Thinking about Pompeii, Italy? Check out these 12 epic reasons to visit Pompeii on your next Italy trip. Get inspired to travel to Pompeii. #Pompeii #Italy #TravelInspo #Inspiration
Is Pompeii worth visiting? Check out 12 epic reasons why it is so!

Pompeii is a unique world heritage site and totally worth visiting

The ancient city of Pompeii is one of the most unique world heritage sites in the world. It is not just historic. It is extremely moving. And that is what makes Pompeii so worth visiting.

We all know that the city of Pompeii as well as several other smaller towns nearby were engulfed by hot lava from the eruption of Mt. Vesuvius in 79 CE. The people of Pompeii were caught unaware and could not escape. 10,000+ people died and that’s a huge number for those times!

The rare thing about Pompeii is that the suddenness of what happened shows in the ruins. People were choked/burned to death in the very condition that they were in. Whether they were walking, running, sleeping, or eating – they froze to death in that position (which is quite evident in the plaster casts that we see today).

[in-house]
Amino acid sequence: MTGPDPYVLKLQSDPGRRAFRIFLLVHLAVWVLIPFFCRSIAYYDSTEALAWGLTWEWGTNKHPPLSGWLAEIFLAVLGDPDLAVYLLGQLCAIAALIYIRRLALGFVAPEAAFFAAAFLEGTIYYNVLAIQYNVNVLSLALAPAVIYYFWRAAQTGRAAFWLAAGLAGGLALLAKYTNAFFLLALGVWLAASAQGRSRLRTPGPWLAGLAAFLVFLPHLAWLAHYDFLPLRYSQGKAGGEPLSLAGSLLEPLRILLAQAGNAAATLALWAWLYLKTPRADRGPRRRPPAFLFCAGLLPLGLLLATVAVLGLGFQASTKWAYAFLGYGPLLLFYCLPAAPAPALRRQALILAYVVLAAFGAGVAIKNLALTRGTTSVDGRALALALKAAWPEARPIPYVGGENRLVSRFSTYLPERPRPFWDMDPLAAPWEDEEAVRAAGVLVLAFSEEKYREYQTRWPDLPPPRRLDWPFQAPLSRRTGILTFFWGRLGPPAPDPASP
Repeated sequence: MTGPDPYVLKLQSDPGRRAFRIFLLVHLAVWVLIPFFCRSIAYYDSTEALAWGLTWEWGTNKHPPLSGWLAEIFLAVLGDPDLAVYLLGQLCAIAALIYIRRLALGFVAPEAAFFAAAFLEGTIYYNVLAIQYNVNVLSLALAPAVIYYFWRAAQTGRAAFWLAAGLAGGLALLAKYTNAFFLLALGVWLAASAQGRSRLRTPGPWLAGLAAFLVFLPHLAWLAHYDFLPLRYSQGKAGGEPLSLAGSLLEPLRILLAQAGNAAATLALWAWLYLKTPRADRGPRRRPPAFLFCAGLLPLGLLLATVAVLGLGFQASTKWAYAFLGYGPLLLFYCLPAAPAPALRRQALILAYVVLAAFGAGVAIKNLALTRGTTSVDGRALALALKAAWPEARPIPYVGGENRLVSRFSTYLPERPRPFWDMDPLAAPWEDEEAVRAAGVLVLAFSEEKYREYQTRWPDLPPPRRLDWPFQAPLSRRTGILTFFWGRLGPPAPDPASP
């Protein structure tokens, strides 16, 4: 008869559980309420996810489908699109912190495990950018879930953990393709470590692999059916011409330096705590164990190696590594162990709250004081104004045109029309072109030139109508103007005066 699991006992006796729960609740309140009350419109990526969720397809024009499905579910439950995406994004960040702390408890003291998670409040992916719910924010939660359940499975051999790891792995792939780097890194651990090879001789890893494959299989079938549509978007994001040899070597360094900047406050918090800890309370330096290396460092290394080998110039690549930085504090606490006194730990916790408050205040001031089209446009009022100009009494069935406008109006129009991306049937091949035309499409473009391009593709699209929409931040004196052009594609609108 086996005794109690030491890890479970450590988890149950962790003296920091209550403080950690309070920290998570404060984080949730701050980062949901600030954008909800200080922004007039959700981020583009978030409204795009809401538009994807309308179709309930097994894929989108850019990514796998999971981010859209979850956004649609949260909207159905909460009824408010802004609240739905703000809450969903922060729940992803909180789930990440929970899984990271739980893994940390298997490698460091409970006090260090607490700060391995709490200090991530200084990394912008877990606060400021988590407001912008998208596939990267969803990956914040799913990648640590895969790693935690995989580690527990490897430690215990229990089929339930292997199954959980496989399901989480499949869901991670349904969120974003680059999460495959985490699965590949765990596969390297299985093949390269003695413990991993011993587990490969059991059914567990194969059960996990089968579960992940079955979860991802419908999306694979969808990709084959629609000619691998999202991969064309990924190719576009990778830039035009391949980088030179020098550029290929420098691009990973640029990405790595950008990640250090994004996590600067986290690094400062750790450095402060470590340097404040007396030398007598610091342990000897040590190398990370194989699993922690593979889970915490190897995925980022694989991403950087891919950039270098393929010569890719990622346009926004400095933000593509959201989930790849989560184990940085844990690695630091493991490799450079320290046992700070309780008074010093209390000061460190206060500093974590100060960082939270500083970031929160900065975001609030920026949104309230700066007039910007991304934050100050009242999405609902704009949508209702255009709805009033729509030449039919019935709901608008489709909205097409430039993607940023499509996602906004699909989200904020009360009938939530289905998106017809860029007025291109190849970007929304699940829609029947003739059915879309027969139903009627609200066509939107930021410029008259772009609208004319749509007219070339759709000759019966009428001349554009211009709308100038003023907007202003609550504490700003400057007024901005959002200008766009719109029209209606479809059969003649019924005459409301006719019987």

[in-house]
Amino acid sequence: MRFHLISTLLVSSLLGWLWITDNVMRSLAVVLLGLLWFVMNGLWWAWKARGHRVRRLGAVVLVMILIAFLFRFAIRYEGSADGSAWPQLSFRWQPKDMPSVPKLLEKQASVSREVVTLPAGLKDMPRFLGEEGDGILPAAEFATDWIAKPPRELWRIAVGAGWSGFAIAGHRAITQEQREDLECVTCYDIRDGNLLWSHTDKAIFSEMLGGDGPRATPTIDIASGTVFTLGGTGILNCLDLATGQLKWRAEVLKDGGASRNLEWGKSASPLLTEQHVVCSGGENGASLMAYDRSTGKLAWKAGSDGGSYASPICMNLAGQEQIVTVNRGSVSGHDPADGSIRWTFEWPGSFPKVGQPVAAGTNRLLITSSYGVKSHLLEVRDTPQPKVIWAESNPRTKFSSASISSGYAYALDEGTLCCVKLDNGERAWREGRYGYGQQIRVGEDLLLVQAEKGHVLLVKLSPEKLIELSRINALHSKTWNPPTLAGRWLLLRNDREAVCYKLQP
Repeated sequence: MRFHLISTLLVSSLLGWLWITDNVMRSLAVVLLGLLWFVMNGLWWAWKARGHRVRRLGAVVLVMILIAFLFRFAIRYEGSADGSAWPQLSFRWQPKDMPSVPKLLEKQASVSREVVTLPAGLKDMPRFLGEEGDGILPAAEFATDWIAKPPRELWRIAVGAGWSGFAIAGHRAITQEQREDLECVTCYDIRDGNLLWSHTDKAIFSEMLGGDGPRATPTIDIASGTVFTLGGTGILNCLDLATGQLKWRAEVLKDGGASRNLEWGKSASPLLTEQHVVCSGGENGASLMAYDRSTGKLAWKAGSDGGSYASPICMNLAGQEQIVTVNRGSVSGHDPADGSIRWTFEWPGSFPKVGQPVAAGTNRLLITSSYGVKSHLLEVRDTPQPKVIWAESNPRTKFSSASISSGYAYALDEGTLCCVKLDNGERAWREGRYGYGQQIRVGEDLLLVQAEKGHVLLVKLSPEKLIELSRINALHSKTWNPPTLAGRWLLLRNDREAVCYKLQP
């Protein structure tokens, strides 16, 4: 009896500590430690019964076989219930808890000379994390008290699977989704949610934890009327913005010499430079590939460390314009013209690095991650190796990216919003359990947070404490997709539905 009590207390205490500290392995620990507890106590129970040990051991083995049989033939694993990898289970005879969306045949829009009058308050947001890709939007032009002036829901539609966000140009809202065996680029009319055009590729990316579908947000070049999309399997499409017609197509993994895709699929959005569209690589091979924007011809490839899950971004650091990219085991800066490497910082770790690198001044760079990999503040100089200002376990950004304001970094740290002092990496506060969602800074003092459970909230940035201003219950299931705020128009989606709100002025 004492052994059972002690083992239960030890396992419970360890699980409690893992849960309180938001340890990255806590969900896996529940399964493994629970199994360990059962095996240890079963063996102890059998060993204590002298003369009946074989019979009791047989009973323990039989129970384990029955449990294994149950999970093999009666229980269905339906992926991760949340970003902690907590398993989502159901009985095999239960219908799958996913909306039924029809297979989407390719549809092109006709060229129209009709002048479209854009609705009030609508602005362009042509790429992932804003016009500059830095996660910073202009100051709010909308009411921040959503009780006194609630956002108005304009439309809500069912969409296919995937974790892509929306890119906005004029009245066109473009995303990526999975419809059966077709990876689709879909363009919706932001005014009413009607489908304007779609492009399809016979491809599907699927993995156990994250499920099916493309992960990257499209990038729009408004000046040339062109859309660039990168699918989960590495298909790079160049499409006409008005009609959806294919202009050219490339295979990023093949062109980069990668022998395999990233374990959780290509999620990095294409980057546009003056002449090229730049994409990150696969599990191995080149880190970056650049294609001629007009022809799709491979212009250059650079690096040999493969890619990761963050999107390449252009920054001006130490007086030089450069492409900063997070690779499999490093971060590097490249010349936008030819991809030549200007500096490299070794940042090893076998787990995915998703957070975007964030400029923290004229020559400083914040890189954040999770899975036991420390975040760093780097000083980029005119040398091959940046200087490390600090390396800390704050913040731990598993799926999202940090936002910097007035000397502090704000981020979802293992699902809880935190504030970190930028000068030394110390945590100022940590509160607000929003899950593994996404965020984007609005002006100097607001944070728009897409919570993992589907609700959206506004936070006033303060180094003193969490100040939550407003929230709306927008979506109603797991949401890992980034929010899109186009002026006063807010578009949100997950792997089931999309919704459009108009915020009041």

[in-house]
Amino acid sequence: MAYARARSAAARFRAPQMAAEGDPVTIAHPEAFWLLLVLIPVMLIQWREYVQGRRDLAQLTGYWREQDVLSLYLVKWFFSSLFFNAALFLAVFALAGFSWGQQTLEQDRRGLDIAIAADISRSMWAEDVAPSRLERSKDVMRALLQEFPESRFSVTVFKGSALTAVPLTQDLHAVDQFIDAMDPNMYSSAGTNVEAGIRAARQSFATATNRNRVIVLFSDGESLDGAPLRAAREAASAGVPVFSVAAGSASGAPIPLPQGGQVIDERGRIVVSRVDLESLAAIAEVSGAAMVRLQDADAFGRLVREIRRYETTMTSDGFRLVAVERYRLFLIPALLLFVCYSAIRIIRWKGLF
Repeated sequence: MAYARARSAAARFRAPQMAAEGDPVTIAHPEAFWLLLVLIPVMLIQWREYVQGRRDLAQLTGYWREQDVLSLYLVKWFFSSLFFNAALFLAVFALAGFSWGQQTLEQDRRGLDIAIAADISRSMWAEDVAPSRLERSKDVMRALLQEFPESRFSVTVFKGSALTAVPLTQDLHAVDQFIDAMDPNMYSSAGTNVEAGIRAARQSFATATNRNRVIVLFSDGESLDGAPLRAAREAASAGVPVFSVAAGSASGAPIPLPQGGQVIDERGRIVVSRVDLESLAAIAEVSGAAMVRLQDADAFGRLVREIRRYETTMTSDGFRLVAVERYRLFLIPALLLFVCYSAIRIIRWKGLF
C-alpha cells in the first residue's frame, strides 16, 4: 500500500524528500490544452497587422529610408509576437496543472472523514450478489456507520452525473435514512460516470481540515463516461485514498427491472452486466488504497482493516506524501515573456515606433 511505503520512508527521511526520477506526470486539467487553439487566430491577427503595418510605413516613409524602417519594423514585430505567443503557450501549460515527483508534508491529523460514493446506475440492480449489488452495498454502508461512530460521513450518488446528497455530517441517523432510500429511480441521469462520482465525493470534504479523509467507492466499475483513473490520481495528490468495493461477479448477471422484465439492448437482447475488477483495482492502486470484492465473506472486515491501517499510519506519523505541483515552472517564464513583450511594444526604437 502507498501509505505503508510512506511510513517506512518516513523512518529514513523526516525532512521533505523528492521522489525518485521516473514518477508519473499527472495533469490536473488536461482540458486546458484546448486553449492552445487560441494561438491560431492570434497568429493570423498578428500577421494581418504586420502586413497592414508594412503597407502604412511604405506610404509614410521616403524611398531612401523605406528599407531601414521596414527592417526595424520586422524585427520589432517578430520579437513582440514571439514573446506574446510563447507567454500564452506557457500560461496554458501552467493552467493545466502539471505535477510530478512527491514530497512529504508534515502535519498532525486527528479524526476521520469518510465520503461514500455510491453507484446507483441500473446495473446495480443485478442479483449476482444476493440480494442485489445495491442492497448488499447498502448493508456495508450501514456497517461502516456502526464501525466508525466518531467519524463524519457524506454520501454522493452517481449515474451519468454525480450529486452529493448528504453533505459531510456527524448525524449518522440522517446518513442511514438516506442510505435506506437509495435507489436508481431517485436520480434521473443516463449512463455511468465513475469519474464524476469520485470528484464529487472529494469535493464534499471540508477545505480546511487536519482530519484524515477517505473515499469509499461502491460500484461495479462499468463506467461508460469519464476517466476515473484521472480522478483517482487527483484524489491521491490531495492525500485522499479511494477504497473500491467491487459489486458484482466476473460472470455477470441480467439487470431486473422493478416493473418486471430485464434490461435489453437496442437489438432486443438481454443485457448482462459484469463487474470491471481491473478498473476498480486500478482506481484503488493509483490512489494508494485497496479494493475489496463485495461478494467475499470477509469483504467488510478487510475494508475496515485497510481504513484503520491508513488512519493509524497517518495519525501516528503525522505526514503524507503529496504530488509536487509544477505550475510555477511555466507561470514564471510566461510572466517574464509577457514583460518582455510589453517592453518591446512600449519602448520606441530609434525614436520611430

You won’t see this abruptness anywhere else in the world. Be it the lost city of Teotihuacan in Mexico, the abandoned palaces of India, or even the Roman ruins of Ephesus in Turkey, everything single place has a timeline of decline. Pompeii had none! It is almost as if someone had pressed a stop button and ended the great Pompeii act.

See life from 2000 years ago

Ancient Roman Forum at Pompeii - Imagine life from 2000 years ago while visiting Pompeii.
The large Roman Forum at Pompeii that was once the hub of all activity.